My whole family helped me make the first one. It was a fun family creation. It had enough steps where every one had a task. But it was still very easy.


I actually bought a commercial sheet pan from Amazon just to make this cake. When you think about how much a sheet cake costs at the store, this $12 was actually an incredibly decent price. The cake fits perfectly in this pan.


My husband requested this chocolate cake for his birthday cake two weeks ago. I decided to add something to the recipe. Sigh. I had read the comment section on her website. It seemed like a lot of people had this cake recipe in their family, except their family added cinnamon. We love cinnamon in our household. I figured it was a safe bet to try.

So, I added 1/4 of a teaspoon of cinnamon to the cake batter. That is it! 1/4 of a teaspoon! And it ruined the cake. It overwhelmed the cake. It was not good. At all. So, please just follow her recipe. Do not add the cinnamon or you will be crying on the inside as you throw away an entire sheet cake five days after you made it when nobody in your family will eat it. The first cake? Completely gone in four days.


I cannot wait to make this cake again! Sans cinnamon. It is amazing.

Have you made this cake? Have you ever added a seemingly innocent ingredient to a recipe only to have it completely fail?

“It Tastes Like A Cinnamon Roll” Cake


This cake is actually called “Honey Bun Cake.” However, after eating a bite of this cake, my child exclaimed, “it tastes like a cinnamon roll.” And you know what? It kind of does.

But better.

This cake began when I was looking around for a recipe with honey in it to try. I was feeling guilty that my father is a beekeeper, and yet, I rarely cook with honey. I found this cake. After glancing at the recipe I realized that there is no honey in the ingredients. But it looked delicious. I HAD to make it. I found two versions of it that varied slightly. I figured I would just combine them to my liking. I used the cake portion from this Betty Crocker Recipe and the glaze is from Michelle’s Honeybun Cake on All Recipes. It worked out perfectly.


This cake was incredibly easy to make. It smells like fall to me. Cinnamony and warm.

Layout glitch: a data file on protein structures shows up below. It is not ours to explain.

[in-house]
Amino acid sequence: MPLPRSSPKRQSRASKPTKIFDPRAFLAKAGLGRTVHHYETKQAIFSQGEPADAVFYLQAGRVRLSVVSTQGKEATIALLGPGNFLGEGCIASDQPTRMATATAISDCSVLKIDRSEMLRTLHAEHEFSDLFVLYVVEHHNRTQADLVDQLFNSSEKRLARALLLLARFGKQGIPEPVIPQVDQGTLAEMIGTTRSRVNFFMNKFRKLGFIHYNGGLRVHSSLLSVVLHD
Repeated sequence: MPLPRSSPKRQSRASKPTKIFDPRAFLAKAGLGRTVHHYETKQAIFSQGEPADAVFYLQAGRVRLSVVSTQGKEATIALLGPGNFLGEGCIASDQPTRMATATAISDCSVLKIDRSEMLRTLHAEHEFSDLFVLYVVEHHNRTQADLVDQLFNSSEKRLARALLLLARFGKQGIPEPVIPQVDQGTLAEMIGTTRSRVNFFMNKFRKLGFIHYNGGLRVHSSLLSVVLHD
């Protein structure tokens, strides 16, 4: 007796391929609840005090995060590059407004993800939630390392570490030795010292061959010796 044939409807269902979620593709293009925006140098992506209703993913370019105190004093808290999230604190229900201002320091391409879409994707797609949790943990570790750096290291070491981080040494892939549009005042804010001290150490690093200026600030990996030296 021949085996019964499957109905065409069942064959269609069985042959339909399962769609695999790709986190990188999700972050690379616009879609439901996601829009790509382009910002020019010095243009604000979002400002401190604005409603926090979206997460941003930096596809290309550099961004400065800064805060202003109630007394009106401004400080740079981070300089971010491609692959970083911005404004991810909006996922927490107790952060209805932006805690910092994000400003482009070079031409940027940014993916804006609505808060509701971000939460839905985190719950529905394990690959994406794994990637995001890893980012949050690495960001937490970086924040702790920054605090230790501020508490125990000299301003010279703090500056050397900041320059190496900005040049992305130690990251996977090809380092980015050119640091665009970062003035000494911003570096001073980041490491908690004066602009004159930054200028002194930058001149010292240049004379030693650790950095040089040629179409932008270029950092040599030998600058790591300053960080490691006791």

1 box yellow cake mix
4 eggs
2/3 cup vegetable oil
1 cup sour cream (8 oz.)
1 cup brown sugar
2 tsp. cinnamon
2 cups powdered sugar
1/4 cup milk
1 tsp. vanilla extract

Grease a 9 X 13 pan. Set aside.

Preheat your oven to 350 degrees or 325 degrees convect bake (if you have a convection oven)


Pour cake mix, vegetable oil, and sour cream into a bowl. Mix in your mixer or with a hand mixer just until it is all incorporated. Now mix in each egg and combine until batter is smooth.


In a separate small bowl mix together brown sugar and cinnamon.


Pour half of the batter evenly in your greased 9 X 13 baking dish.


Sprinkle brown sugar mixture evenly over top.


Pour remaining batter over cinnamon mixture. This is the tricky part. Carefully spread the batter so that the cinnamon mixture is not getting incorporated in the batter. Do this until the top layer is even.

Put in the oven and bake 45 minutes.


Remove from oven.


Immediately mix powdered sugar, milk, and vanilla in a bowl with a fork.


When it is runny, prick numerous holes in your warm cake with a fork.


Pour glaze over cake evenly.




Allow cake to completely cool (about 45 minutes) and then indulge! I cut our cake after thirty minutes. That was as patient as we could be. It smelled so good. It was also an hour before dinner. Maybe not the right choice, but definitely the right loveliness for our mouths.


My husband said, “I might like this better than peach cake!” Being that peach cake is his very favorite, I will take it that this recipe is a keeper.

Enjoy! (We did with ice cold glasses of milk.)

Lemon Sopapilla Cheesecake

Have you ever had sopapilla cheesecake? It is a recipe floating around using refrigerated crescent rolls for the dough. I have an obsession with all things sopapilla. And cheesecake. Who doesn’t love that? I say, “True love does exist!”


2 cans of crescent rolls (I used Trader Joe’s)
2 8 oz. packages of softened cream cheese
1 cup sugar
1 teaspoon vanilla
1/4 cup melted butter
1 tsp. vanilla
1/2 tsp. lemon juice
1/2 tsp. lemon rind








It is so easy. You just add a mixture of cream cheese, sugar, cinnamon, butter and vanilla. It is basically just layer and bake, but I suggest you read the recipe. I am not posting the full directions, because I (unfortunately) am not the creator of this recipe. I just love to share things I have made with you guys.

It is delicious. I first tried the original version at bunco. I have since become obsessed.

And then, I spotted this guy on Barnes and Noodles: Lemon Sopapilla Cheesecake.

Um, hello, lover.

I made it when the kids were gone camping. I am selfish like that. If you don’t tell, I won’t either.

This was a cinch to whip up. Definitely something I would put together again. You can leave out the lemon zest for a more traditional flavor.

I cooked mine for 34 minutes.

I ate mine twenty minutes after taking it out of the oven. It was not as good refrigerated. Much better the first day!